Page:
Mayor Durkan responds to allegations of ‘toxic’ work environment
Seattle Mayor Jenny Durkan responded Wednesday to a Crosscut report, alleging a toxic work environment in her office.
The report cites claims from a pair of city employees. The first alleges that Durkan grabbed an employee by the face and “turned her head during a gathering in the mayor’s office.” The second comes from an employee who threatened litigation last month, and leveled allegations of mistreatment and a toxic work environment.
Durkan responded to the accusations in a written statement.
In both cases, senior leadership in the Mayor’s Office worked with Seattle Department of Human Resources to listen to the employees and work to reach a fair and respectful solution aligned with the employees’ desired outcomes.
It continues to expand on the first allegation, where Durkan was said to have grabbed an employee’s face during a conversation.
One matter arose out of a short office surprise birthday celebration for someone in the Mayor’s office. While my recollection of this brief interaction is different than the employee’s, I learned this moment caused the employee to re-experience past pain — for that, I’m sorry. Even though there are differing perceptions of the interaction by the people gathered at the party, it is an important reminder how impactful any interaction can be in a workplace.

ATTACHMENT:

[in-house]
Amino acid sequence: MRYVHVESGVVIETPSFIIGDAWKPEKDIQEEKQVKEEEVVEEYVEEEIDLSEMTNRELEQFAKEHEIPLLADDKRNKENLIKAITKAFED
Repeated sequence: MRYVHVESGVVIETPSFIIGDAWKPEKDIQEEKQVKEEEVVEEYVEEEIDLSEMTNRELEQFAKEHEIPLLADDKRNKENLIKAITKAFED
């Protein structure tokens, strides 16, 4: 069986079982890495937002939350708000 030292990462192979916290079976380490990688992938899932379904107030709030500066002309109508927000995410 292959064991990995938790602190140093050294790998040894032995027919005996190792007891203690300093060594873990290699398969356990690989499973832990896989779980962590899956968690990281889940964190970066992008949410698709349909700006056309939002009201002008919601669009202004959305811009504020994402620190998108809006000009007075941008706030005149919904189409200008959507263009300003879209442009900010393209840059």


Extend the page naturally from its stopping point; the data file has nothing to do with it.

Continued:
According to Crosscut’s report, that employee reached an agreement with the Seattle’s Human Resources Department to resign, following a six-month period where she “remain[ed] in active, paid status working on special assignments for the city.”
As of February, she reportedly no longer works for the city, and has left Seattle entirely.
The second employee, who previously worked as an executive assistant for a pair of deputy mayors, claims that she is owed $1.6 million in lost wages, retirement benefits, and emotional damages. The city denies those allegations as well.
“We have worked hard to create a positive workplace, not just for the Mayor’s Office but across the city,” said Durkan. “Having a workplace where every employee is valued is essential for city workers to be able to best serve the residents and businesses of Seattle.”